Marc Hauser was once among the big, impressive names in psychology, head of the Cognitive Evolution Laboratory at Harvard University, author of popular books like Moral Minds. That reputation unraveled when a university investigation found him responsible for eight counts of scientific misconduct, which led to his resignation last year.
Now the federal Office of Research Integrity has released its report on Hauser’s actions, determining that he fabricated and falsified results from experiments. Here is a sampling:
- Hauser published “fabricated data” in a paper on how cotton-top tamarin monkeys learn rules. In one of the graphs “half of the data” was made up. That paper has since been retracted.
- Hauser falsified coding in two other experiments with tamarins “making the results statistically significant when the results coded by others showed them to be nonsignificant.” Those experiments were not published after members of Hauser’s lab objected that his coding was wrong.
- Again in an experiment involving tamarin monkeys, Hauser “falsely described the methodology used to code the results for experiments” that led to “a false proportion or number of animals showing a favorable response.”
Hauser “neither admits nor denies” any research misconduct but, according to the report, accepts the findings. He has agreed to three years of extra scrutiny of any federally supported research he conducts, though the requirement may be moot considering that Hauser is no longer employed by a university. Hauser says in a written statement that he is currently “focusing on at-risk youth”; his LinkedIn profile lists him as a co-founder of Gamience, an e-learning company.
In the statement, Hauser calls the five years of investigation into his research “a long and painful period.” He also acknowledges making mistakes, but seems to blame his actions on being stretched too thin. “I tried to do too much, teaching courses, running a large lab of students, sitting on several editorial boards, directing the Mind, Brain & Behavior Program at Harvard, conducting multiple research collaborations, and writing for the general public,” he writes.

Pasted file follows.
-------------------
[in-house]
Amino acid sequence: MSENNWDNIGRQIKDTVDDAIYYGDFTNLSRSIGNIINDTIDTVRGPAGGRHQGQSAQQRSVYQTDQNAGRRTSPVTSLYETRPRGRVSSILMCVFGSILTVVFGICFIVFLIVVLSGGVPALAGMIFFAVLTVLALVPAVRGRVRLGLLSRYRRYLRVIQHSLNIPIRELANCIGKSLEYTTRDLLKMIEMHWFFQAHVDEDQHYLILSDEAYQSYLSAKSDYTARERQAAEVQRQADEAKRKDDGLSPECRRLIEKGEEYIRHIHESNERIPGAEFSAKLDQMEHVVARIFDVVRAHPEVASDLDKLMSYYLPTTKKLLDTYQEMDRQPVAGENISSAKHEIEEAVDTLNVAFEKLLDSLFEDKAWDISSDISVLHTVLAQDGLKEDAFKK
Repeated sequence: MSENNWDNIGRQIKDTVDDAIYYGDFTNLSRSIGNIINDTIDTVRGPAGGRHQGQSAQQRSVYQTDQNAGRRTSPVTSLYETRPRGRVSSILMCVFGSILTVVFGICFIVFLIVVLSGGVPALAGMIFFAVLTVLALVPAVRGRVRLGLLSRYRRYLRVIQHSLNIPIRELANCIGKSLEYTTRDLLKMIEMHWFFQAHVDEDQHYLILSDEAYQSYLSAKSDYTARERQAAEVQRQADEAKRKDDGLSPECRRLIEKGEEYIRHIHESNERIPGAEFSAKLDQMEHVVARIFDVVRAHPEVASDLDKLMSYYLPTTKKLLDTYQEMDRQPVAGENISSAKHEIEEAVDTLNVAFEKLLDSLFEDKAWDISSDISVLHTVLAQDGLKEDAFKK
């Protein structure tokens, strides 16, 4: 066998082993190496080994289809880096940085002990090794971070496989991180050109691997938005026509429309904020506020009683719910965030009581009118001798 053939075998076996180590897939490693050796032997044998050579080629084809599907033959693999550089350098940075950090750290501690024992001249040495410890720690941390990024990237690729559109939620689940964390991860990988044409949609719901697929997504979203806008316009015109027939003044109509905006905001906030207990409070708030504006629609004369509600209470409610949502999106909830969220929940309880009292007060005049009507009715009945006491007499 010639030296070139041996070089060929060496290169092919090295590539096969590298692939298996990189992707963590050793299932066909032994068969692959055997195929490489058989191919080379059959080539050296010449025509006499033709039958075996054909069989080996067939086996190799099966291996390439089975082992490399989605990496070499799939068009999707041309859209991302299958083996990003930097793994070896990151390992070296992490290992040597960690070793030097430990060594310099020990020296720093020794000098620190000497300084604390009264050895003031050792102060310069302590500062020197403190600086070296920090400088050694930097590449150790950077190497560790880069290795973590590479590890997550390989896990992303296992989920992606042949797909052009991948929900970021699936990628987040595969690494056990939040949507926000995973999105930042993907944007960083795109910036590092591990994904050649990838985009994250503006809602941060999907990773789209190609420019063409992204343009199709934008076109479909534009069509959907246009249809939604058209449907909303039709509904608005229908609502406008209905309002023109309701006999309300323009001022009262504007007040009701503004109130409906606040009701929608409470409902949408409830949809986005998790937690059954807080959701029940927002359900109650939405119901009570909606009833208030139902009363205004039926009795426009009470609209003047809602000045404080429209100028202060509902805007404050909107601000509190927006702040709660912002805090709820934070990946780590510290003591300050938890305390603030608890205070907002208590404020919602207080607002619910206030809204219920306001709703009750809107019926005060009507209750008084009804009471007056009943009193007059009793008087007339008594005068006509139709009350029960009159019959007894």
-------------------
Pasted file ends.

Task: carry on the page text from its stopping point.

He also implies that some of the blame may actually belong to others in his lab. Writes Hauser: “I let important details get away from my control, and as head of the lab, I take responsibility for all errors made within the lab, whether or not I was directly involved.”
But that take—the idea that the problems were caused mainly by Hauser’s inattention—doesn’t square with the story told by those in his laboratory. A former research assistant, who was among those who blew the whistle on Hauser, writes in an e-mail that while the report “does a pretty good job of summing up what is known,” it nevertheless “leaves off how hard his co-authors, who were his at-will employees and graduate students, had to fight to get him to agree not to publish the tainted data.”
The former research assistant points out that the report takes into account only the research that was flagged by whistle-blowers. “He betrayed the trust of everyone that worked with him, and especially those of us who were under him and who should have been able to trust him,” the research assistant writes.
As detailed in this Chronicle article, several members of his laboratory double-checked Hauser’s coding of an experiment and concluded he was falsifying the results so that those results would support the hypothesis, turning a failed experiment into a success. In 2007 they brought that and other evidence to Harvard officials, who began an investigation, raiding Hauser’s lab and seizing computers.
Gerry Altmann believes the report is significant because it finds that Hauser falsified data—that is, investigators found that Hauser didn’t just make up findings, but actually changed findings to suit his purposes. Altmann is the editor of a journal, Cognition, that published a 2002 paper by Hauser that has since been retracted. When you falsify data, Altmann writes in an e-mail, “you are deliberately reporting as true something that you know is not.”
Altmann takes issue with Hauser’s explanation that he simply had too many irons in the fire. “I don’t call falsification and fabrication ‘letting important details get away from my control,’” he writes. As for whether Hauser can ever return to the laboratory, Altmann thinks that, even though the sanctions for his misconduct last three years, the “field has a memory that lasts beyond” that time frame.
When asked whether he thinks he might resurrect his research career at some point, Hauser writes in an e-mail, “I would hope so.”